After more than a year missing in action, 2K shooter Spec Ops: The Line finally returned from its wander in the desert yesterday with an impressive trailer.
First announced in 2009 and described as "a provocative and gripping third-person modern military shooter," the Yager-developed title's now turned up looking very much like a horror game.
CVG foot soldier Nick Cowen took an updated look at The Line - you can read all of his thoughts in our Spec Ops: The Line preview - and described it as "garish, grisly and disturbing," adding that the shooter "looks set to carve out a rather dark niche in an overcrowded field."
After witnessing the game's resurrection, Nick caught up with 2K's senior producer Denby Grace and Yager's associate producer Michael Kempson to talk Dubai, canned co-op and traumatising gamers.
At one point in the narrative, we were presented with a choice between shooting a civilian and shooting soldier. Are there more choices like this in the game and do they have any bearing on future events in the narrative?
DG:The main narrative is pretty linear. Well, there's obviously stuff in the narrative we can't talk about right now for spoiler reasons. The way we approached these choices is that they sort of create small branches, which dovetail back into the main story arch. You'll see small instances where some expositions or some gameplay is a little different because of the choices you made, but ultimately it all comes back to the same story.
MK: The ambush after the scene you're talking about, for example, is going to happen regardless of the choice you make. That's a set event.
DG: The choices deal with the many story arch of Konrad's relationship with Walker and the player. He wants to see where your moral line is and he wants to push you right to the edge of it.
Konrad's madness looms large over the entire campaign - well, at least what we've been allowed to play. Without going into spoiler territory, can you reveal if the source of his madness will be revealed in the game?
DG: Oh yes! Oh yeah, we'll be teasing to something in the near future, but we're not saying anything right now.
Let's talk a bit about the location. Dubai after the sandstorms looks quite otherworldy. There's a sense when you're playing it that you're wandering through an apocalypse in the desert.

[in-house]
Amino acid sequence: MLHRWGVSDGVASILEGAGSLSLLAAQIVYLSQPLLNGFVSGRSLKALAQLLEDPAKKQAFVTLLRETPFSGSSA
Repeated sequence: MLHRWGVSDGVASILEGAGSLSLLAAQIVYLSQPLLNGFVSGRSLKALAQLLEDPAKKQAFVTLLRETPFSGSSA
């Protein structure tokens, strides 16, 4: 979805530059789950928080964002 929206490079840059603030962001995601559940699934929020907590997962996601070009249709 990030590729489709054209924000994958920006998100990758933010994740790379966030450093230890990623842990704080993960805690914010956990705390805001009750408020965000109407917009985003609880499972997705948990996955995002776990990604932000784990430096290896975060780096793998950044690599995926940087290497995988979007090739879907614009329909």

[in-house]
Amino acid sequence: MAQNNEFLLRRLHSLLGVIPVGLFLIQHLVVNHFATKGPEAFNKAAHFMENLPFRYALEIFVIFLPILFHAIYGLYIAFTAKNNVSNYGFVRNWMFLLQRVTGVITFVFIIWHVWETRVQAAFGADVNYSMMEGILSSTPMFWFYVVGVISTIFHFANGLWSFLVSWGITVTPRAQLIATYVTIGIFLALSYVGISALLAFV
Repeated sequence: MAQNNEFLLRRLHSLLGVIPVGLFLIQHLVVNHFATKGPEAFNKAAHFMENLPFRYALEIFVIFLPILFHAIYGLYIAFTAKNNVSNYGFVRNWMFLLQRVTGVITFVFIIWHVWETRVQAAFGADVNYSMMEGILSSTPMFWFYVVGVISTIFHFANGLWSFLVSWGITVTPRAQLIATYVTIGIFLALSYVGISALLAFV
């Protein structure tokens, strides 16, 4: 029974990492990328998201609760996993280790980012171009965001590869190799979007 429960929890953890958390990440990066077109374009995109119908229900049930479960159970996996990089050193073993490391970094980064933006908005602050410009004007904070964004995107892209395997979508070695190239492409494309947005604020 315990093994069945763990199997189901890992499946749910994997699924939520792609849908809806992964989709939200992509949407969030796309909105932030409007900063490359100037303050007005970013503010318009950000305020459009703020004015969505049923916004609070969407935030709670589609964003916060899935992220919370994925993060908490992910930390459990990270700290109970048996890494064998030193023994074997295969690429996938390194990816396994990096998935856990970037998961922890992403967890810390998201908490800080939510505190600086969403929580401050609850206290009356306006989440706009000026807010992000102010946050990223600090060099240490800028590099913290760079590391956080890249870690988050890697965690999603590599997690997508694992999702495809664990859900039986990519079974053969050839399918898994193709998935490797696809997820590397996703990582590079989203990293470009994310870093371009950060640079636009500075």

DG: Well, one of the reasons we chose Dubai for the location is so the player would feel quite cut off from the rest of the world. I mean, obviously, we're not making any statements about capitalism or global warming or any crap like that. But in our heads, you could conceivably cut Dubai off from the rest of the world with some sort of natural disaster - six months down the line, nothing would be heard from anyone in the city. That's the scene we wanted to set.
One of the things we also wanted to do was to use contrasting environments to build a unique picture for gamers. You have these beautiful, stylised skyscrapers that are all shattered and broken. You have these opulent-looking rooms filled with corpses. It's a pretty unique place for a game - and for a film as well, come to think of it - but again, we're not using it to make any social or political statements. Its strength is seeing those contrasts side by side.
Walker's leading two other guys through Dubai. Will the game feature co-op in the campaign?
DG: We looked at it and thought about how it would work alongside what we wanted to achieve with Spec Ops: The Line. The short answer is, no, there isn't one. The reason for this is that if we had three players or more than one player in the game, the focus in the narrative shifts. We want players to experience Walker's story, the dynamic between him and his squad and the challenges he goes through because of Konrad.